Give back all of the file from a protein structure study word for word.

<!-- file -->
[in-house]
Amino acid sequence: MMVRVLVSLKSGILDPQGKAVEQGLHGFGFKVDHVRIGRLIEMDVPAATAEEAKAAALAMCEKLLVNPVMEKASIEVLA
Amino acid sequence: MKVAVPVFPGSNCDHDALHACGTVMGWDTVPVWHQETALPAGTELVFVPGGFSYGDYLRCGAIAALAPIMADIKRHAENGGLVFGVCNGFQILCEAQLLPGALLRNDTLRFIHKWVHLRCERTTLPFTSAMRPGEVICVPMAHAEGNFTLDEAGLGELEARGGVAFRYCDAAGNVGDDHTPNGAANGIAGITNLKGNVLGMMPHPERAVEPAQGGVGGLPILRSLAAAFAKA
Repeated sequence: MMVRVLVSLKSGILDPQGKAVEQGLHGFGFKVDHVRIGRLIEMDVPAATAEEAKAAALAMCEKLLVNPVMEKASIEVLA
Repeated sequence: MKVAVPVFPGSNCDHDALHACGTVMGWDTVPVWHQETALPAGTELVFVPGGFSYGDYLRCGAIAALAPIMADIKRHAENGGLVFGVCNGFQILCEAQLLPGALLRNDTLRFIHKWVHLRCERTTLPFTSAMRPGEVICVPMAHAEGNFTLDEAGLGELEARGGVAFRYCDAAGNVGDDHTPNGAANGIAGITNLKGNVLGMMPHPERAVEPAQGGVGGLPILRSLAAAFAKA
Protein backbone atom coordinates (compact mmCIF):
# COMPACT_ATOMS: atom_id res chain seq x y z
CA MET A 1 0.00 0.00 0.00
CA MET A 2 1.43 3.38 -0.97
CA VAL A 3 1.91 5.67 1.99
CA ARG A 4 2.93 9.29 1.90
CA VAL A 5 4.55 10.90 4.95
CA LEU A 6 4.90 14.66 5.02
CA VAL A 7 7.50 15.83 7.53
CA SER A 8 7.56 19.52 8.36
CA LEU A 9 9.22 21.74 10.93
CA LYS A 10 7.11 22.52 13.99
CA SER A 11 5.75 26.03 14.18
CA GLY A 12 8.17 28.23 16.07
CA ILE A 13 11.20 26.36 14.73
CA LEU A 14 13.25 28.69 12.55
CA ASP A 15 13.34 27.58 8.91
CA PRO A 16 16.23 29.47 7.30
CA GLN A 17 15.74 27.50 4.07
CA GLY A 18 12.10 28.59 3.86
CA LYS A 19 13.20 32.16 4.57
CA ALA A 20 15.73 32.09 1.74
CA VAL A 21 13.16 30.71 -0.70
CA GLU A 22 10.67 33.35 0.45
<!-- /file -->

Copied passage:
[in-house]
Amino acid sequence: MMVRVLVSLKSGILDPQGKAVEQGLHGFGFKVDHVRIGRLIEMDVPAATAEEAKAAALAMCEKLLVNPVMEKASIEVLA
Amino acid sequence: MKVAVPVFPGSNCDHDALHACGTVMGWDTVPVWHQETALPAGTELVFVPGGFSYGDYLRCGAIAALAPIMADIKRHAENGGLVFGVCNGFQILCEAQLLPGALLRNDTLRFIHKWVHLRCERTTLPFTSAMRPGEVICVPMAHAEGNFTLDEAGLGELEARGGVAFRYCDAAGNVGDDHTPNGAANGIAGITNLKGNVLGMMPHPERAVEPAQGGVGGLPILRSLAAAFAKA
Repeated sequence: MMVRVLVSLKSGILDPQGKAVEQGLHGFGFKVDHVRIGRLIEMDVPAATAEEAKAAALAMCEKLLVNPVMEKASIEVLA
Repeated sequence: MKVAVPVFPGSNCDHDALHACGTVMGWDTVPVWHQETALPAGTELVFVPGGFSYGDYLRCGAIAALAPIMADIKRHAENGGLVFGVCNGFQILCEAQLLPGALLRNDTLRFIHKWVHLRCERTTLPFTSAMRPGEVICVPMAHAEGNFTLDEAGLGELEARGGVAFRYCDAAGNVGDDHTPNGAANGIAGITNLKGNVLGMMPHPERAVEPAQGGVGGLPILRSLAAAFAKA
Protein backbone atom coordinates (compact mmCIF):
# COMPACT_ATOMS: atom_id res chain seq x y z
CA MET A 1 0.00 0.00 0.00
CA MET A 2 1.43 3.38 -0.97
CA VAL A 3 1.91 5.67 1.99
CA ARG A 4 2.93 9.29 1.90
CA VAL A 5 4.55 10.90 4.95
CA LEU A 6 4.90 14.66 5.02
CA VAL A 7 7.50 15.83 7.53
CA SER A 8 7.56 19.52 8.36
CA LEU A 9 9.22 21.74 10.93
CA LYS A 10 7.11 22.52 13.99
CA SER A 11 5.75 26.03 14.18
CA GLY A 12 8.17 28.23 16.07
CA ILE A 13 11.20 26.36 14.73
CA LEU A 14 13.25 28.69 12.55
CA ASP A 15 13.34 27.58 8.91
CA PRO A 16 16.23 29.47 7.30
CA GLN A 17 15.74 27.50 4.07
CA GLY A 18 12.10 28.59 3.86
CA LYS A 19 13.20 32.16 4.57
CA ALA A 20 15.73 32.09 1.74
CA VAL A 21 13.16 30.71 -0.70
CA GLU A 22 10.67 33.35 0.45